The warm feeling in the early years was mutual. “I worshipped him,” says Dylan, “he was so funny and he made me feel so special.” There’s a lightness to this section of that makes the rest of the series that much more unsettling.
There’s a point when Allen’s affections for young Dylan begins to intensify. A high-profile therapist friend living in Farrow’s New York appartment expressed concern just from observing the clingy daddy-daughter togetherness. Meanwhile, Farrow kept right on making 13 feature films with Allen — a string rivaled only by such Hollywood screen couples as William Powell and Merna Loy.
Other critics have already pointed out that there isn’t really a smoking gun in the documentary. Instead, the steady beat of accusations are presented in a very damning way — and some of them, even unproven, would have derailed just about any other Hollywood career, especially in the #metoo era.
By the early ’90s, Farrow stumbles upon shocking nude poloroids of her eldest daughter Soon-Yi Previn in Allen’s apartment. Taped phone conversations between Allen and Farrow where the filmmaker tries to talk past the predicament are not going to win Allen new fans.
Neither is testimony from a young woman who met the director at 16 and is seen by many as the inspiration between Allen and Mariel Hemingway’s characters in “Manhattan.” The woman claims she had an affair with Allen at 17.
“It’s taken a toll on me,” says the woman now. “It has made me a super vigilant mother.”
The theme of older-men dating teenage women in Allen’s films is laid out like evidence on a CSI series. Commentators suggest it was as if the director was grooming audiences to find such behaviour acceptable. Scenes from “Mighty Aphrodite,” “Crimes and Misdemeanors” and “Husbands and Wives” — where Allen’s character makes a move on a young Juliette Lewis — drive home the creepiness. The theme extends to films Allen wrote but never produced, as scripts donated to Princeton University reveal.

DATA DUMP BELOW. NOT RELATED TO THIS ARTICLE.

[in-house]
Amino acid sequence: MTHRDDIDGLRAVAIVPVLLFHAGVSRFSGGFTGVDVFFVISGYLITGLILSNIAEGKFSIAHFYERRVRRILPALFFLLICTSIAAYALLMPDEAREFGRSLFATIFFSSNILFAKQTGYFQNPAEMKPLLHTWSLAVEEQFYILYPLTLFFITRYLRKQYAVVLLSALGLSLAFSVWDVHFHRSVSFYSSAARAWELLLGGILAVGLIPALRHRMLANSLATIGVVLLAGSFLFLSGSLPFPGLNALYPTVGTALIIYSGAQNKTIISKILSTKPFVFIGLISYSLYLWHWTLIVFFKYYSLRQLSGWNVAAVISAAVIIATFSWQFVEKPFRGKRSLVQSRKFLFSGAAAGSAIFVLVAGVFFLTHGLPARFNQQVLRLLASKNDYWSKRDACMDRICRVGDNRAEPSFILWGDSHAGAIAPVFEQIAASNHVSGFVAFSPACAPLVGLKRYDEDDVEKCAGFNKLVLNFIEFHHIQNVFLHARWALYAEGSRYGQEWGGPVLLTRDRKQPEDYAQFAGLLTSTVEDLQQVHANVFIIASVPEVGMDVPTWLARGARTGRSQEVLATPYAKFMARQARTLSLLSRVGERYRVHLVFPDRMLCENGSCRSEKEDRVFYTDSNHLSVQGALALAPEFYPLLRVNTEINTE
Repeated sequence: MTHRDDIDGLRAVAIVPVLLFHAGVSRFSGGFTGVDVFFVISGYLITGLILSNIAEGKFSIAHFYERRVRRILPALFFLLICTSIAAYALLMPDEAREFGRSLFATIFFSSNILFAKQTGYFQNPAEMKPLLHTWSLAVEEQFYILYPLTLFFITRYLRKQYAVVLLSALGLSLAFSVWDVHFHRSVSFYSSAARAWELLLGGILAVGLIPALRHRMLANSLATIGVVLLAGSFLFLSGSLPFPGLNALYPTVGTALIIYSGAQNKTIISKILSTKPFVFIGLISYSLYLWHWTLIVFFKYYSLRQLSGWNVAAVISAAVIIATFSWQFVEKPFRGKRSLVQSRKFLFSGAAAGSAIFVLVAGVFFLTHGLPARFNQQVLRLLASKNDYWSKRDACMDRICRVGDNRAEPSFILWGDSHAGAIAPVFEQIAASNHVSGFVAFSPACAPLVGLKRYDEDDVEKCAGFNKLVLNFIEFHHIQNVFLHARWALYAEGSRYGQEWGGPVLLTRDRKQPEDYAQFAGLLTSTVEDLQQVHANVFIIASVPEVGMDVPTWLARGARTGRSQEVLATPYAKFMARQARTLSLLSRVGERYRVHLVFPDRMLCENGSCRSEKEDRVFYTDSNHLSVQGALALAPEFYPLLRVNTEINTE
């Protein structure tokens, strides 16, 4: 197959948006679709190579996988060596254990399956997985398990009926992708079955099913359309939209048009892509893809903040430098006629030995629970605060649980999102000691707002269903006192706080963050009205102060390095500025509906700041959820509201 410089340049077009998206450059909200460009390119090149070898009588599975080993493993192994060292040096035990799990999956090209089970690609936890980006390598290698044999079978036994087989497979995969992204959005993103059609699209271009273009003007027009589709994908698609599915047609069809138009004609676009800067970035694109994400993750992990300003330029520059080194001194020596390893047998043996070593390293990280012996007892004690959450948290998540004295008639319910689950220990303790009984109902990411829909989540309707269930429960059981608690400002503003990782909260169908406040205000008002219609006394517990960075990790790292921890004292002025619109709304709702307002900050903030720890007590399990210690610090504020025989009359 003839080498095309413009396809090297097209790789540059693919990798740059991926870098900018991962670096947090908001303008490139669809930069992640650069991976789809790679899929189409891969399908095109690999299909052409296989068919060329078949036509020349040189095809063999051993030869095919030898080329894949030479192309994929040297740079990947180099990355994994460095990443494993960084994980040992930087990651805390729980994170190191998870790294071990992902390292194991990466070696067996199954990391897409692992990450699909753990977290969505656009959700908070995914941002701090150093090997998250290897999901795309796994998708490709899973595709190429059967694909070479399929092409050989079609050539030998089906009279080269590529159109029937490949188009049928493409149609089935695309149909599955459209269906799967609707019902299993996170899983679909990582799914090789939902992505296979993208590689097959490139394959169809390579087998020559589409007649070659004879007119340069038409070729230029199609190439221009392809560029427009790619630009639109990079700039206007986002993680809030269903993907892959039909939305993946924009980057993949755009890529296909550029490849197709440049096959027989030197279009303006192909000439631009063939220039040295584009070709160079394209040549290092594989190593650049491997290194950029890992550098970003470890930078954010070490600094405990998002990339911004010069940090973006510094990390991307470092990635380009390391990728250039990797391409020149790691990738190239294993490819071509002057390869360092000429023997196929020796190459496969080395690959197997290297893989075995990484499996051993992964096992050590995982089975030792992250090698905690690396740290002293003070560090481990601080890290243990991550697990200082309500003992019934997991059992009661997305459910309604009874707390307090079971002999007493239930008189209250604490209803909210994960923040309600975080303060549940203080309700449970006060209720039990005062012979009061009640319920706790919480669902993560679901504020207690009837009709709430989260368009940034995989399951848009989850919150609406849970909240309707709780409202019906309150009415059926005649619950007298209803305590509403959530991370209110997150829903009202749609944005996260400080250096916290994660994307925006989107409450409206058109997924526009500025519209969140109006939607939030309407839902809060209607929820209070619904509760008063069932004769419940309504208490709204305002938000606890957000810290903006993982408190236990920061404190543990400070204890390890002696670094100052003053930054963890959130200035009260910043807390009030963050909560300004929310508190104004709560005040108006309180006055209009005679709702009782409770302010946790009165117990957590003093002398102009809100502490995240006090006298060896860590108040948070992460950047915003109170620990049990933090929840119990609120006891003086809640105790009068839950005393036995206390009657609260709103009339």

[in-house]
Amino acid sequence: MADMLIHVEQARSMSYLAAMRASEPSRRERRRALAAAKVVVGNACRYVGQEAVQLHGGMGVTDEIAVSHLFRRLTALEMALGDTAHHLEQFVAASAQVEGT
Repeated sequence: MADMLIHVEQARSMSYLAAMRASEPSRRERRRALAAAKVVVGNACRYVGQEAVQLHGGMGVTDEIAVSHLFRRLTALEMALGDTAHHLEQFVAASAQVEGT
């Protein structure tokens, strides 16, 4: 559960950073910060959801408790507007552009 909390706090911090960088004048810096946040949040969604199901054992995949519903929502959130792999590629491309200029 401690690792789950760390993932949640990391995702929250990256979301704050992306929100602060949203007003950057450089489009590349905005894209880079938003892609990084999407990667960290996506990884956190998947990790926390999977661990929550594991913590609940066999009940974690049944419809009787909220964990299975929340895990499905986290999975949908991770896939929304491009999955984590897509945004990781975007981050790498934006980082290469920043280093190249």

Several family friends of Farrow, including singer Carly Simon, also make it clear where their allegiances stand.
Most damning of all are videos Farrow took of Dylan indicating abuse that took place in the Connecticut home after the couple had split up. Allen, who legally adopted Dylan and her brother Moses, retained access as per a custody agreement. (Of Farrow’s children, Moses also did not cooperate with the producers on this documentary.)
Beyond the horror of what young Dylan is describing on the tape is the eye witness testimony of two of the three baby sitters who were in the house at the time. The suggestion is that Allen lured the seven-year-old up into the attic, and touched her inapropriately.
Again, Allen has vehemently and consistently denied the allegations regarding Dylan. I have seen just the first two hours of the four-part doc so far, and it is a one-sided presentation, with the full cooperation of the Farrows and none from Allen. That leaves the door open for many who would dismiss what is otherwise convincingly presented here as motivated by revenge and anger and re-mounted to take full advantage of the #metoo movement.
There have been whispers over the years that Dylan’s video testimony as a child was coached and scripted. Perhaps that comes up in parts two or three. Not sure, either, if Diane Keaton or others present some balance on Allen’s side before all four parts end.
If Allen’s filmmaking career is finished, well, he’s 85. Judging by the dull drivel he concocted for Amazon Prime Video a few years ago, Crisis in Six Scenes, no great loss.
Criminal accusations aside, if you were on the fence as to whether Allen was a creep or not, well, you won’t be half way through this series.
As for Allen the artist, I’ll always love “Annie Hall,” but more for the feelings I felt when I first saw it, and probably for who I saw it with at the time. He’s written and directed close to 60 other films, none of which I’ll be pitching stories on to editors anytime soon. The only thing I am recommending right now is “Allen v. Farrow.”